The news wasn’t good. Damon had Stage 4 Gastrointestinal Cancer which had spread to his blood, spleen, lymph nodes and liver.

The primary tumour in his duodenum had died, but the cancer had metastasised in his liver. The surgeon said he had six months to live but if the chemotherapy didn’t work, he would be unlikely to survive more than 3-4 months.

“He basically told me to go home and sort my affairs out, and he put me in touch with an oncologist. I remember going for a coffee afterwards and all I thought was ‘how on earth do I tell the kids?’’

Damon’s son, Ethan, was 12 at the time and his daughter, Scarlett, was two years younger. The prognosis meant Damon was unlikely to see his children reach high school.

The oncologist told Damon he had a HER2-postive strain of cancer which is also found in some breast cancers. She recommended Herceptin, which is a drug used in tandem with chemotherapy and publicly funded in New Zealand to treat HER2-positive breast cancer.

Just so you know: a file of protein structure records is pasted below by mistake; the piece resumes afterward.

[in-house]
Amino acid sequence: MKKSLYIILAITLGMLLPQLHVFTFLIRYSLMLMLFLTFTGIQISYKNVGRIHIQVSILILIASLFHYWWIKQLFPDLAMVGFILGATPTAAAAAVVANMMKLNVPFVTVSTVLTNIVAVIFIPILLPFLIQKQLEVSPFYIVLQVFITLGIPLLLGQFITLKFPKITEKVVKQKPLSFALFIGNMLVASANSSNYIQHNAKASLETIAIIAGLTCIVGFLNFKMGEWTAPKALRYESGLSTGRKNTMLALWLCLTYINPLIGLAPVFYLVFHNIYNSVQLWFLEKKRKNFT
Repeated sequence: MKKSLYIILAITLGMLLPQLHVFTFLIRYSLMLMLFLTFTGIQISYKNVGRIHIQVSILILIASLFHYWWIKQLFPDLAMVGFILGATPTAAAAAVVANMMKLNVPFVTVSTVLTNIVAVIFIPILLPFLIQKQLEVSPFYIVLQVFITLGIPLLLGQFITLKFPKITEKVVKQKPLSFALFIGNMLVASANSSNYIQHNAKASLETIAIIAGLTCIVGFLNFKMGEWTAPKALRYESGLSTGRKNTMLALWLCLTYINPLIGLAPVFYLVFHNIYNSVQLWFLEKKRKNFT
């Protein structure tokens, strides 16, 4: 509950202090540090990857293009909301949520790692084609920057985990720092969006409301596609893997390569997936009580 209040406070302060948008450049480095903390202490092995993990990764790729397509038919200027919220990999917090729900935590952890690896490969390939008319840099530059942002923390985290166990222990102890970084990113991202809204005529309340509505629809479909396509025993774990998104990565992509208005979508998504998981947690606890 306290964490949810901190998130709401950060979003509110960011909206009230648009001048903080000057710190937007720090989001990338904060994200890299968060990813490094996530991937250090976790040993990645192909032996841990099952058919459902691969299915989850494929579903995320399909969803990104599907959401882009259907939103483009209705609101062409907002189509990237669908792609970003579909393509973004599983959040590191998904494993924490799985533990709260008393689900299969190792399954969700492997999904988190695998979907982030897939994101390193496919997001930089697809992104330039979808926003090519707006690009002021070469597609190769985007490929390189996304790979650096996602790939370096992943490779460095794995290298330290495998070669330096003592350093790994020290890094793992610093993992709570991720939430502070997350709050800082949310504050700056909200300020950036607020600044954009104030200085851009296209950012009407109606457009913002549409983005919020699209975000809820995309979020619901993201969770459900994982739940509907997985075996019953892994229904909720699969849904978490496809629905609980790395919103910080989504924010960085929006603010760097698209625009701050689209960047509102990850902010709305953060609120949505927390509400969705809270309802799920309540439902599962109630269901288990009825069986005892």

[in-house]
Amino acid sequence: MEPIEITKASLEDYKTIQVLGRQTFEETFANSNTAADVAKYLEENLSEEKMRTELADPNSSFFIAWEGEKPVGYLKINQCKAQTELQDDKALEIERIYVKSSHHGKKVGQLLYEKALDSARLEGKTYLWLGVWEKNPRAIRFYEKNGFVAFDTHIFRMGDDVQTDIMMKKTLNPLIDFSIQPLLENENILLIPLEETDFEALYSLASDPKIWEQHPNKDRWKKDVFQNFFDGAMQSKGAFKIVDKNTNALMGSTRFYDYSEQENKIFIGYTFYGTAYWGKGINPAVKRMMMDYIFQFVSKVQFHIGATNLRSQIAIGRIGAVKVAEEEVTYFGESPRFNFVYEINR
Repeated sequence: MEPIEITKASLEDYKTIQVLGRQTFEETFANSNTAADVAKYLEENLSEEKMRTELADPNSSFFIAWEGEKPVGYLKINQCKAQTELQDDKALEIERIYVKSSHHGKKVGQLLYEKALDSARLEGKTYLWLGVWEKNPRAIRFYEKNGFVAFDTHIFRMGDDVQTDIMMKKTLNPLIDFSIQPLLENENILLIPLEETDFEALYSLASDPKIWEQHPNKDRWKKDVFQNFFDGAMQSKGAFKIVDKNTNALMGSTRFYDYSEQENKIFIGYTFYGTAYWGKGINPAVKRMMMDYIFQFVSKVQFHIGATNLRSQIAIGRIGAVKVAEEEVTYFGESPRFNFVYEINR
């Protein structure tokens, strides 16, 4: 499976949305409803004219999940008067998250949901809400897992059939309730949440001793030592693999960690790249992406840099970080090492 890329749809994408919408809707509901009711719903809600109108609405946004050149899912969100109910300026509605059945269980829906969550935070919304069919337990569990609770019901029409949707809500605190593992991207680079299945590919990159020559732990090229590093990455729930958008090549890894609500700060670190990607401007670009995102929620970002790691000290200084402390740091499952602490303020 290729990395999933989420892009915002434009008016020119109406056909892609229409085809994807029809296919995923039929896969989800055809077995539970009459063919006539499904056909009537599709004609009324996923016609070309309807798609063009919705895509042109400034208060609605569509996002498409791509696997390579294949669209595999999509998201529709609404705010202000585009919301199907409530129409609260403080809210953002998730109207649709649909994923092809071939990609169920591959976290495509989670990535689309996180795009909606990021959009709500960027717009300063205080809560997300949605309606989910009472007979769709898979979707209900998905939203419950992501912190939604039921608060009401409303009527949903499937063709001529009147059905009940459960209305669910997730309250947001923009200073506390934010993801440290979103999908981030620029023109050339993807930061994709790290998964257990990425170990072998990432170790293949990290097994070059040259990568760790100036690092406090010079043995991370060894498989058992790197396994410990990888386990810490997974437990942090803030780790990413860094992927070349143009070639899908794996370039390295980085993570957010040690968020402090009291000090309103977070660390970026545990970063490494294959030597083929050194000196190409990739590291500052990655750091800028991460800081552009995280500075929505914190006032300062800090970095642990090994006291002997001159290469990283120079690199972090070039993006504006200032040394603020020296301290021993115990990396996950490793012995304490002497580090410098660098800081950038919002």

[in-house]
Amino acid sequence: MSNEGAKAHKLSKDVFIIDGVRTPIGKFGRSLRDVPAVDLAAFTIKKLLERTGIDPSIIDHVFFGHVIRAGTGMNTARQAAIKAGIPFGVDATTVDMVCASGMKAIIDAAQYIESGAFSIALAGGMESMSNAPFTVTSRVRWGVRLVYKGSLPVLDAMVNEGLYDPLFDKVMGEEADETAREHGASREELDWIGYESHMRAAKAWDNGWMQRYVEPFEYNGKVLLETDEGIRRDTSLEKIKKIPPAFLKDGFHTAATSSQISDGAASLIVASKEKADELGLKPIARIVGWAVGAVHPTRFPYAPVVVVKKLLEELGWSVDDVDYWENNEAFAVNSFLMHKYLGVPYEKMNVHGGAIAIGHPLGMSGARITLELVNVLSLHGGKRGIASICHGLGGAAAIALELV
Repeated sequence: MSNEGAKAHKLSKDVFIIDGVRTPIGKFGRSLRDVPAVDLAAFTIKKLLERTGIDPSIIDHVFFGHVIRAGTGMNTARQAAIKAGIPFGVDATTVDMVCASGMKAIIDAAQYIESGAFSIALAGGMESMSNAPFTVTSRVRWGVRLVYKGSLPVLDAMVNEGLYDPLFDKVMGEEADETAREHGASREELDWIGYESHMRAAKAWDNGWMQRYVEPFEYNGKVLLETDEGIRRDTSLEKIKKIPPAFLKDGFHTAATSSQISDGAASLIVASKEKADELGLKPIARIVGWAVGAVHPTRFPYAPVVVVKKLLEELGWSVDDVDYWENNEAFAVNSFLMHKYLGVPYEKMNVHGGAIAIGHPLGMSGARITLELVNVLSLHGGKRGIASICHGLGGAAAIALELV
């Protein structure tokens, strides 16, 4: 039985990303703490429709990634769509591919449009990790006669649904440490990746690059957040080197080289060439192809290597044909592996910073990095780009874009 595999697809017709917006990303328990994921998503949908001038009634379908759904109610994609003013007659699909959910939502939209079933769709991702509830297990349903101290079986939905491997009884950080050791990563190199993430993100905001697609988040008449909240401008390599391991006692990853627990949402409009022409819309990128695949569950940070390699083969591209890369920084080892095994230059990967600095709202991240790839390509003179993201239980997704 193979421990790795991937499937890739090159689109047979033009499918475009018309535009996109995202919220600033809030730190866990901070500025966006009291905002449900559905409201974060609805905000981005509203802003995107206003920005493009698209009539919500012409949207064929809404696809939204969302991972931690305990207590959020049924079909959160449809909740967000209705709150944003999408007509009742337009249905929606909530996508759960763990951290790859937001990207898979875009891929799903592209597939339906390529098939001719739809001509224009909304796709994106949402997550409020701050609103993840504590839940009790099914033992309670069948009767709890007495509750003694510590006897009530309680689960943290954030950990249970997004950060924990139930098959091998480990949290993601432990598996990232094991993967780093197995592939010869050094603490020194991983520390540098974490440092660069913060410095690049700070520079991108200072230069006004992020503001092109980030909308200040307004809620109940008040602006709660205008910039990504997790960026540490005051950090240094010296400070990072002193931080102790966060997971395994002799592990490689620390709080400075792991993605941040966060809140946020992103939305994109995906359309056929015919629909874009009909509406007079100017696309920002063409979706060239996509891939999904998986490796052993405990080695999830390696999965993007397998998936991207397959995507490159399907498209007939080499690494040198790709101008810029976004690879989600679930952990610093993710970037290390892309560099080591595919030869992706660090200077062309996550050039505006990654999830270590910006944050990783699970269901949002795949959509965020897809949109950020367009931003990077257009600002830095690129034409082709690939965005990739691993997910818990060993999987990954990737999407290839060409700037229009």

In 2008, Herceptin became an election issue when would-be Prime Minister, John Key, agreed to fund the drug if he won the election. He ousted Helen Clark and then by-passed Pharmac, New Zealand’s drug-buying agency, and funded the drug through the Ministry of Health. It’s been publicly funded for 12 years.

In much of the developed world, Herceptin is also used as an effective treatment for stomach and oesophageal cancer, but not in New Zealand. Here, it is only publicly funded for breast cancer.

If Damon wanted Herceptin, he would need to pay over $150k. On top of that, he would have to pay another $2,500 every three weeks to a private clinic to administer the drug. The DHBs, despite having the infrastructure, will only administer Herceptin for breast cancer. That pushed Damon’s bill up over $185k.